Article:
Use B-Prolog or GNU Prolog, where such constraints are available out of the box, without needing to load any libraries.

  • 2
    \$\begingroup\$ This is always something that I hate with SWI-Prolog when doing challenges here. Using CLPFD would make some things much cleaner and shorter, but you have to add a lot of extra code to make it work (the include by itself is a lot...) which usually doesn't make it worth it. I think I've only ever used it in this answer. \$\endgroup\$
    – Fatalize
    Jan 4, 2016 at 13:44
  • 3
    \$\begingroup\$ I hate that too, and for sure the time will eventually come when library(clpfd) will be available as a preloaded or at least autoloaded library also in SWI-Prolog. It may take a few years until declarative arithmetic is fully understood and appreciated by all users, who have by now accumulated decades of experience with outdated, low-level features. The more you use and advocate CLP(FD), the sooner we will get it by default. Until then, you can simply put :- use_module(library(clpfd)). in your ~/.swiplrc and just state that you are using that "variant" of SWI-Prolog. \$\endgroup\$
    – mat
    Jan 4, 2016 at 13:46

Use arithmetic operators as tuple constructors and cons pairs

If you need to pass a single structure consisting of two or more values, the most obvious thing to use is a list, e.g. [A,B]. That's really verbose, though.

There's an alternative. Prolog values can store a pretty much arbitrary nested structure, which isn't evaluated. Here's an example showing how that works:

| ?- member(member(A,B),C).
C = [member(A,B)|_] ? ;
C = [_,member(A,B)|_] ? ;

member(A,B) is just a named tuple in this situation, and the outside member (which is a function call) is treating it as such.

Although named tuples are fairly useful in non-golfed Prolog programming, they might seem even more verbose than the list approach. However, we can use pretty much arbitrary characters in the name of the tuple constructor (assuming they're properly quoted); instead of something cute like member or a single character like a, we can do something like this:

| ?- A = '-'('/'(1,2), '/'(3,4)).
A = 1/2-3/4

Here, our tuple constructors are '-' and '/'. And it's interesting to note what the pretty-printer did with them; it's using infix notation for the tuples. This is really terse, and parses the same way that the comparable arithmetic operation would. (This also explains why arithmetic uses is not =; A = 1+2 would unify A with the tuple '+'(1,2), so separate syntax is needed to actually evaluate the unevaluated arithmetic expression.) Because a tuple constructor has to be called something, you may as well use a character that has a terse syntax (and as a bonus, - and / are some of the most common choices in non-golfed code too when they want a quick throwaway tuple constructor rather than something meaningful, in much the same way that i is often used as a loop variable, so they're entirely reasonable to use in your input and output if you happen to want a tuple there for some reason).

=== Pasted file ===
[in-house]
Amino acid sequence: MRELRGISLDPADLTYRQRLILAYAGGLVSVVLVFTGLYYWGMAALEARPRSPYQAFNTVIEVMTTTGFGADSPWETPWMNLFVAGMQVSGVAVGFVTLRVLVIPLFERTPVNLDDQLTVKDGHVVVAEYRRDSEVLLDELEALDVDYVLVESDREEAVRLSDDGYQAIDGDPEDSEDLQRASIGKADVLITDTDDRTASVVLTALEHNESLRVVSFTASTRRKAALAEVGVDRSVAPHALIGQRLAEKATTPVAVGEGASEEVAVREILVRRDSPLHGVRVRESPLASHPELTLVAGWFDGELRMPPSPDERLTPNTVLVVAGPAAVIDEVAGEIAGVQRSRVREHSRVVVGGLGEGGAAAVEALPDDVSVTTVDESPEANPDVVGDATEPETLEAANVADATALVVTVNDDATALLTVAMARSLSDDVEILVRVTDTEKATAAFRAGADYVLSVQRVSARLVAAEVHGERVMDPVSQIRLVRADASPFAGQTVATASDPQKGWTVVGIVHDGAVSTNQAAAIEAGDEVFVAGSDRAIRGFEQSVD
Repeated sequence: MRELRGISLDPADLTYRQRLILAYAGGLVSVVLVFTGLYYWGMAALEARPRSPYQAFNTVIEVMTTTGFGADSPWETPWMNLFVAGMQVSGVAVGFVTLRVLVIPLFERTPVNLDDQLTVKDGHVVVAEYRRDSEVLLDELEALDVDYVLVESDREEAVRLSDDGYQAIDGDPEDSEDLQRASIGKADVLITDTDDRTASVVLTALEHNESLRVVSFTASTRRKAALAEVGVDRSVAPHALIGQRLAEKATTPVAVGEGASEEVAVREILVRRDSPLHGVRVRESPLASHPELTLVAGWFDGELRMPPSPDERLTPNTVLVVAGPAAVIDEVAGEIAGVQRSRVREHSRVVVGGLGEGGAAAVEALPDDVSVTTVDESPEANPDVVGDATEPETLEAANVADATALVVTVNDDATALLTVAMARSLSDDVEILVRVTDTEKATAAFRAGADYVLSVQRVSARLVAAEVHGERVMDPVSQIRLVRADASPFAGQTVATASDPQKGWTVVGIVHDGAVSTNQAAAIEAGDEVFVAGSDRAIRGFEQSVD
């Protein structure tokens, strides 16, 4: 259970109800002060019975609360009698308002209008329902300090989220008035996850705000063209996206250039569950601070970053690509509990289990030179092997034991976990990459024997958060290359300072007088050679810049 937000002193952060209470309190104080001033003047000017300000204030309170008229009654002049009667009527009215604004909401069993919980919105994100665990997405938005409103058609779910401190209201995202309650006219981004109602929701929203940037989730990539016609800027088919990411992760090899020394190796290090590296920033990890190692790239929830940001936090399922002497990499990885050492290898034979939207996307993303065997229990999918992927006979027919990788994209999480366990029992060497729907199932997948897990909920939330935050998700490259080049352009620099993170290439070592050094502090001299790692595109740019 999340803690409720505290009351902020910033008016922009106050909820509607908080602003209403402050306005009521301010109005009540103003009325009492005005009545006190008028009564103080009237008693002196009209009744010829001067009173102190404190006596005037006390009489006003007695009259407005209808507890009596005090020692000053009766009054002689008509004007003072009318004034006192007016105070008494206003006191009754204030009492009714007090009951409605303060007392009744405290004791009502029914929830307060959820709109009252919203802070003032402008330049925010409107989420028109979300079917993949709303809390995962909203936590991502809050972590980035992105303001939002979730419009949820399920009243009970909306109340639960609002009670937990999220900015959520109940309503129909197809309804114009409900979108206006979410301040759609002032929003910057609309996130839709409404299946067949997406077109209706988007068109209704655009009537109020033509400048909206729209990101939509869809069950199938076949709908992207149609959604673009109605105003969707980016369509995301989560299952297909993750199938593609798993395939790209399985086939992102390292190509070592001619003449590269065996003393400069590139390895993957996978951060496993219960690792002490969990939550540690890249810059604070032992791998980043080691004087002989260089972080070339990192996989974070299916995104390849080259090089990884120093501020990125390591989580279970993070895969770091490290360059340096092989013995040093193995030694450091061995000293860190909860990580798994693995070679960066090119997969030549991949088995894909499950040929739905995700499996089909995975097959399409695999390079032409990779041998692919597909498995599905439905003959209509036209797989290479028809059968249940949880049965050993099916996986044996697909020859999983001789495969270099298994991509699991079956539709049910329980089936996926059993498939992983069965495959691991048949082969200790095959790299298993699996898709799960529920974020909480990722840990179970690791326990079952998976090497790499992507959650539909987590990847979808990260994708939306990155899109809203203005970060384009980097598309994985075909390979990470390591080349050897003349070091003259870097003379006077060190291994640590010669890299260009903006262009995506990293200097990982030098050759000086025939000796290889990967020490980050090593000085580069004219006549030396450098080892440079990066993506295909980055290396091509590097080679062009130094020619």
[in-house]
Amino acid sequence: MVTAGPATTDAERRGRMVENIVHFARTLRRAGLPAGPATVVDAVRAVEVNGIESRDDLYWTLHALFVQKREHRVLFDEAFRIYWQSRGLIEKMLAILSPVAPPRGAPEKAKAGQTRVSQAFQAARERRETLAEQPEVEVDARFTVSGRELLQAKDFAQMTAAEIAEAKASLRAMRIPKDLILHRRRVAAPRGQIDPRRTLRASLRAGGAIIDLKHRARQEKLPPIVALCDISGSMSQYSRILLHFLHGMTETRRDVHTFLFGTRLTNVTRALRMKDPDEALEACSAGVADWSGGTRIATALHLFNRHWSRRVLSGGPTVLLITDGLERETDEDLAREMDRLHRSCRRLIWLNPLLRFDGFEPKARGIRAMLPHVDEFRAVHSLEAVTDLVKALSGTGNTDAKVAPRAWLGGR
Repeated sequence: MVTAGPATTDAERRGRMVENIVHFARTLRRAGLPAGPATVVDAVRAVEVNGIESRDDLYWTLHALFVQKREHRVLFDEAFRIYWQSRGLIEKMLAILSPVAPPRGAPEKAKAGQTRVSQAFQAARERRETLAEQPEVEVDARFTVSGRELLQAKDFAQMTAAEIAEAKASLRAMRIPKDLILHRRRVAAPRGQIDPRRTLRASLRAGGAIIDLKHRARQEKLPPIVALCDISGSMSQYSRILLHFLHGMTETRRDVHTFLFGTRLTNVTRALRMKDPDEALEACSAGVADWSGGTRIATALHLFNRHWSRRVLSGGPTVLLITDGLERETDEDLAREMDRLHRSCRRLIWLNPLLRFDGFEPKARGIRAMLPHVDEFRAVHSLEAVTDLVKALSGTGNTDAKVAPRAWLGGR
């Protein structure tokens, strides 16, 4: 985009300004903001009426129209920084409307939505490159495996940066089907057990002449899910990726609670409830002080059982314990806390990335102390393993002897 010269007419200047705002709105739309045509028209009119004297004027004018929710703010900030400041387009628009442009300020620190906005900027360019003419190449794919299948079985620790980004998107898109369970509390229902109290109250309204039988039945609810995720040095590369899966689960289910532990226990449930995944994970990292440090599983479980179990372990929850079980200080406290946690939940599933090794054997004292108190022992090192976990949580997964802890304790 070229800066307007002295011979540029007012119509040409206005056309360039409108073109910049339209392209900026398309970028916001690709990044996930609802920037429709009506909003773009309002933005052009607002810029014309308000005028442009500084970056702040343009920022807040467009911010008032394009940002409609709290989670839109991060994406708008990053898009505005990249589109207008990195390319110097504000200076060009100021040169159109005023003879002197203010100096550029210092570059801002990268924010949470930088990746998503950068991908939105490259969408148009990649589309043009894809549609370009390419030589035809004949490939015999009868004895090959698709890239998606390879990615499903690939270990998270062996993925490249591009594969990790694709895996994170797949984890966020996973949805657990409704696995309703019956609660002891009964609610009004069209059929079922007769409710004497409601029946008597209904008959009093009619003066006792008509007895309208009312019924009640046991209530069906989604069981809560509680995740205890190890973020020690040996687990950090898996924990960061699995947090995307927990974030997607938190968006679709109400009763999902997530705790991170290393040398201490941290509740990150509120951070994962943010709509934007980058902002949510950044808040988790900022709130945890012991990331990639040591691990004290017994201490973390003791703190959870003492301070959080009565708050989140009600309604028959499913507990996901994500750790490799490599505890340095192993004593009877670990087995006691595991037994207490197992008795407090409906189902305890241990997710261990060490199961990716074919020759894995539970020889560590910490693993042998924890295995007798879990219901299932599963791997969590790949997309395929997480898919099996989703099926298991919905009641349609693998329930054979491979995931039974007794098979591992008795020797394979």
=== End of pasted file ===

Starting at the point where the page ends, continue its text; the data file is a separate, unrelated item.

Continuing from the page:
'-' and '/' are good choices for tuple constructors because they have well-behaved and useful precedence, allowing you to write tuple literals tersely. However, note that you don't need to worry about precedence when intermediate values are produced inside the program. Prolog keeps the tuples stored as a tree rather than as source code, and pretty-printers can output it unambiguously:

| ?- A = '-'('-'(1,2), '-'(3,4)).
A = 1-2-(3-4)

Because the tuple syntax is so terse (f(A,B) is no shorter than f(A-B)), you can replace multiple prediccate arguments with tuples at no cost, meaning that if a predicate needs to pass two or more of its arguments to another predicate, you can often form them into a tuple and just pass the tuple (although this will require changing all calls to the predicate, in addition to the predicate itself, to use an appropriate mix of tuple constructors and commas).

Another advantage of this syntax is if you need to use lists internally (rather than to interoperate with standard predicates); a list is basically just a set of nested cons cells, and a cons cell is just a tuple with constructor '.', as can be seen here:

| ?- Q = '.'('.'(A,B),'.'(C,D)).
Q = [[A|B],C|D]

If your code uses lists "manually", it can make a lot of sense to use a less bulky tuple constructor than '.'. A common choice for me is to represent a cons cell as '/'(Tail,Head) (because it's about the most readable you can get in debug output without wasting characters). Note that you'll probably want your own [] equivalent too; you could use [] but it's two bytes long, and there are plenty of one-byte atoms (all the lowercase letters) that you can use instead.

So for example, the following list:


could be converted into a manual representation in the same number of characters like this:


whilst gaining the advantage that [H|T]-style pattern matches can now be written more tersely as T/H, and a test against the empty list as just x rather than the longer []. (Of course, this comes with the obvious disadvantage that member, append, etc., won't work on this representation.)